After you have configured and saved your new chatbot, it appears in the bot overview, just beneath the human Operator table.

From here you can edit it just like any other Operator.

If you edit an existing chatbot, you can additionally change its profile picture and define how many concurrent chat slots your bot should handle.

XMPP integration

If you are still connecting to our infrastructure via XMPP, you can find the specifics in our Chatbot XMPP Tutorial. Note that this way of integrating your chatbot with Userlike requires more technical knowledge.

Chatbot HTTP API

First we give you an overview on request/response values for your three HTTP endpoints. Further below we describe the JSON exchange format in more detail and explain how your chatbot (framework) must use it for maintaining state for each chat with your Webvisitors.

With one exception, all requests to and responses from your chatbot (framework) must use the HTTP POST method - only the first request to the "chat start endpoint" will be made using the HTTP GET method (without parameters). It is possible that in the future we'll use the POST method for the first request as well, so best make your endpoint accept both methods.

HTTP EndpointDescription
Chat start endpointWill be called by the Userlike chat server when a Webvisitor starts a new chat with your bot. Your response will be sent to the Webvisitor.
Request formatGET - without parameters
Response formatPOST - with body containing "answers" and "context" JSON formats:
{
    "answers": ["Each item", "appears as separate chat bubble"],
    "context": {"context_item": "..."}
}
Chat message endpointWill be called by the Userlike chat server for each message the Webvisitor or chat server sends to your bot. Your response will be sent to the Webvisitor.
Request formatPOST - with body containing "input" and "context" JSON formats:
{
    "input": "Message sent by Webvisitor",
    "context": {"context_item": "..."}
}
Response formatPOST - with body containing "answers" and "context" JSON formats:
{
    "answers": ["Each item", "appears as separate chat bubble"],
    "context": {"other_item": "..."}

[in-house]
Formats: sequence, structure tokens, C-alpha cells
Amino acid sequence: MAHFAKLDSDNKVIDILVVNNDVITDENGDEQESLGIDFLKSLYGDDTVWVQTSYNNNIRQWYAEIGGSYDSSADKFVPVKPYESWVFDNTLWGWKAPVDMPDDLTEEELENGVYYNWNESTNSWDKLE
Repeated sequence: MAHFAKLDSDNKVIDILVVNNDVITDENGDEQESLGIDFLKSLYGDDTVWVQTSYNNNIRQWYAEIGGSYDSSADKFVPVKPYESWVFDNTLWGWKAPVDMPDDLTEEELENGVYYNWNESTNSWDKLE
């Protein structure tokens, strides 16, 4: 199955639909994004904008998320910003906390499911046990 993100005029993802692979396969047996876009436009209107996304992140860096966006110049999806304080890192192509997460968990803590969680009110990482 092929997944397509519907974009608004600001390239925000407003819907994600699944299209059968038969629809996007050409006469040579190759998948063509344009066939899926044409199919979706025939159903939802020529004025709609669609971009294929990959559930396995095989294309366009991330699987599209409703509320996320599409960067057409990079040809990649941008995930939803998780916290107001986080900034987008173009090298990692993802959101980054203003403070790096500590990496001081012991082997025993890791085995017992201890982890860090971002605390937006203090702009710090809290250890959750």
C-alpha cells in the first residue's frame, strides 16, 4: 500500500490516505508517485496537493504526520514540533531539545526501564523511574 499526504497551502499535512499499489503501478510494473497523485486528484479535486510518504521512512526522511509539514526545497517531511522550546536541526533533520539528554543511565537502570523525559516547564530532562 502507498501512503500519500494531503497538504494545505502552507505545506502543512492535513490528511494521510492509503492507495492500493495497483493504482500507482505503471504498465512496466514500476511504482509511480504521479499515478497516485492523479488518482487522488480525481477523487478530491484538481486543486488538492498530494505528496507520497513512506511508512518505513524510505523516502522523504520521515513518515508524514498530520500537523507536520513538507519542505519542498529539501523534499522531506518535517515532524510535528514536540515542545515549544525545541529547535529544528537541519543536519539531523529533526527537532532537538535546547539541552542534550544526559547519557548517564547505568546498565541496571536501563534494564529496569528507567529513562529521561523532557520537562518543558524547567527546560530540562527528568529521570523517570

}
Chat end endpointWill be called with a POST request by the Userlike chat server when the chat session with your bot ends. No response is expected.
Request formatPOST - with body containing the "context" JSON format:
{
    "context": {"other_item": "..."}
}
Response formatNo response expected
JSON exchange format

The body of each POST request/response must contain a JSON object. There are three different JSON formats that can make up this object: "input", "answers" and "context". While "input" and "answers" are mutually exclusive, the "context" object must be always provided.

JSON formatDescription
answersSent from your chatbot, "answers" can either be a single string or an array of strings or objects. If an array is provided, each item will appear in a separate chat bubble in your Webvisitor's chat. Example:
"answers": ["First message sent to Webvisitor", "Second message"]
"answers": "Only one message sent to Webvisitor"
"answers": [
    "The next message is a command",
    {"command": "push", "value": "/about"}
]
inputSent to your chatbot, "input" contains your Webvisitor's chat message as a single string. Example:
"input": "Incoming message from Webvisitor"
contextSent from your chatbot and repeated in the response from our chat server, "context" can be any valid JSON object you need. Example:
"context": {
    "state": "askname",
    "session_info": {
        "id": "abcdef"
    }
}